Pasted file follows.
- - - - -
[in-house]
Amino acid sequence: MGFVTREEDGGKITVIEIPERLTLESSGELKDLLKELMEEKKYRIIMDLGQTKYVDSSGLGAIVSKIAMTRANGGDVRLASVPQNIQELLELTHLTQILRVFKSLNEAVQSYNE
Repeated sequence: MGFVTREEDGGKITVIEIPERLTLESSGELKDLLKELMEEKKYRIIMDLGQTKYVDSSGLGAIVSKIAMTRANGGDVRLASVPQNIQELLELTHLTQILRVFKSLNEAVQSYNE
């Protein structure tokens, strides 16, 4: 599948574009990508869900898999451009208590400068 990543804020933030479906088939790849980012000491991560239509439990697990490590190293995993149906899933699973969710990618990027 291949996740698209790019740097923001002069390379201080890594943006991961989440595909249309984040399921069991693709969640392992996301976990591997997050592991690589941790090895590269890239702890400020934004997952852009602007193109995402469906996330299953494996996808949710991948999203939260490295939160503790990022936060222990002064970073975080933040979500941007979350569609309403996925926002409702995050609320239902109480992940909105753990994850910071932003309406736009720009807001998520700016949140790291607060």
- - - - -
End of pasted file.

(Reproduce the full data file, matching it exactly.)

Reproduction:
[in-house]
Amino acid sequence: MGFVTREEDGGKITVIEIPERLTLESSGELKDLLKELMEEKKYRIIMDLGQTKYVDSSGLGAIVSKIAMTRANGGDVRLASVPQNIQELLELTHLTQILRVFKSLNEAVQSYNE
Repeated sequence: MGFVTREEDGGKITVIEIPERLTLESSGELKDLLKELMEEKKYRIIMDLGQTKYVDSSGLGAIVSKIAMTRANGGDVRLASVPQNIQELLELTHLTQILRVFKSLNEAVQSYNE
């Protein structure tokens, strides 16, 4: 599948574009990508869900898999451009208590400068 990543804020933030479906088939790849980012000491991560239509439990697990490590190293995993149906899933699973969710990618990027 291949996740698209790019740097923001002069390379201080890594943006991961989440595909249309984040399921069991693709969640392992996301976990591997997050592991690589941790090895590269890239702890400020934004997952852009602007193109995402469906996330299953494996996808949710991948999203939260490295939160503790990022936060222990002064970073975080933040979500941007979350569609309403996925926002409702995050609320239902109480992940909105753990994850910071932003309406736009720009807001998520700016949140790291607060």